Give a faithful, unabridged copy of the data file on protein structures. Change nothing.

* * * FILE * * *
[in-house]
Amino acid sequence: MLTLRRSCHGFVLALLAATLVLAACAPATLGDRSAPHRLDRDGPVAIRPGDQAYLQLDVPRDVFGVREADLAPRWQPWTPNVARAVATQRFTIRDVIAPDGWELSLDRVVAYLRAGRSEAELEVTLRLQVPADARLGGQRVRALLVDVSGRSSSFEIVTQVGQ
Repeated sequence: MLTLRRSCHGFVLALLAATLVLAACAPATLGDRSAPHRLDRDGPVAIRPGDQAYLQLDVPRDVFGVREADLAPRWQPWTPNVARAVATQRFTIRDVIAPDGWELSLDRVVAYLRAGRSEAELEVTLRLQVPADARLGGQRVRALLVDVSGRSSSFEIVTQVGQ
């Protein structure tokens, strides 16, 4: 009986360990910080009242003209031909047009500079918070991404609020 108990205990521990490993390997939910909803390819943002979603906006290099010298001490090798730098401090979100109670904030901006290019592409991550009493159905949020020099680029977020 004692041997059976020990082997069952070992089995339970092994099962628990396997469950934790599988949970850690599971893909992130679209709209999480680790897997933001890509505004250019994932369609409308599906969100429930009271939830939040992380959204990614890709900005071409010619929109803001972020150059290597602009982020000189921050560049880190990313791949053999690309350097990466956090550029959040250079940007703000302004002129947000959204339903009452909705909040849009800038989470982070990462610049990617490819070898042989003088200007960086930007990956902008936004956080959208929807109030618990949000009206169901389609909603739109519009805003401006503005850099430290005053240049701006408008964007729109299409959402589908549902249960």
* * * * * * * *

[in-house]
Amino acid sequence: MLTLRRSCHGFVLALLAATLVLAACAPATLGDRSAPHRLDRDGPVAIRPGDQAYLQLDVPRDVFGVREADLAPRWQPWTPNVARAVATQRFTIRDVIAPDGWELSLDRVVAYLRAGRSEAELEVTLRLQVPADARLGGQRVRALLVDVSGRSSSFEIVTQVGQ
Repeated sequence: MLTLRRSCHGFVLALLAATLVLAACAPATLGDRSAPHRLDRDGPVAIRPGDQAYLQLDVPRDVFGVREADLAPRWQPWTPNVARAVATQRFTIRDVIAPDGWELSLDRVVAYLRAGRSEAELEVTLRLQVPADARLGGQRVRALLVDVSGRSSSFEIVTQVGQ
């Protein structure tokens, strides 16, 4: 009986360990910080009242003209031909047009500079918070991404609020 108990205990521990490993390997939910909803390819943002979603906006290099010298001490090798730098401090979100109670904030901006290019592409991550009493159905949020020099680029977020 004692041997059976020990082997069952070992089995339970092994099962628990396997469950934790599988949970850690599971893909992130679209709209999480680790897997933001890509505004250019994932369609409308599906969100429930009271939830939040992380959204990614890709900005071409010619929109803001972020150059290597602009982020000189921050560049880190990313791949053999690309350097990466956090550029959040250079940007703000302004002129947000959204339903009452909705909040849009800038989470982070990462610049990617490819070898042989003088200007960086930007990956902008936004956080959208929807109030618990949000009206169901389609909603739109519009805003401006503005850099430290005053240049701006408008964007729109299409959402589908549902249960």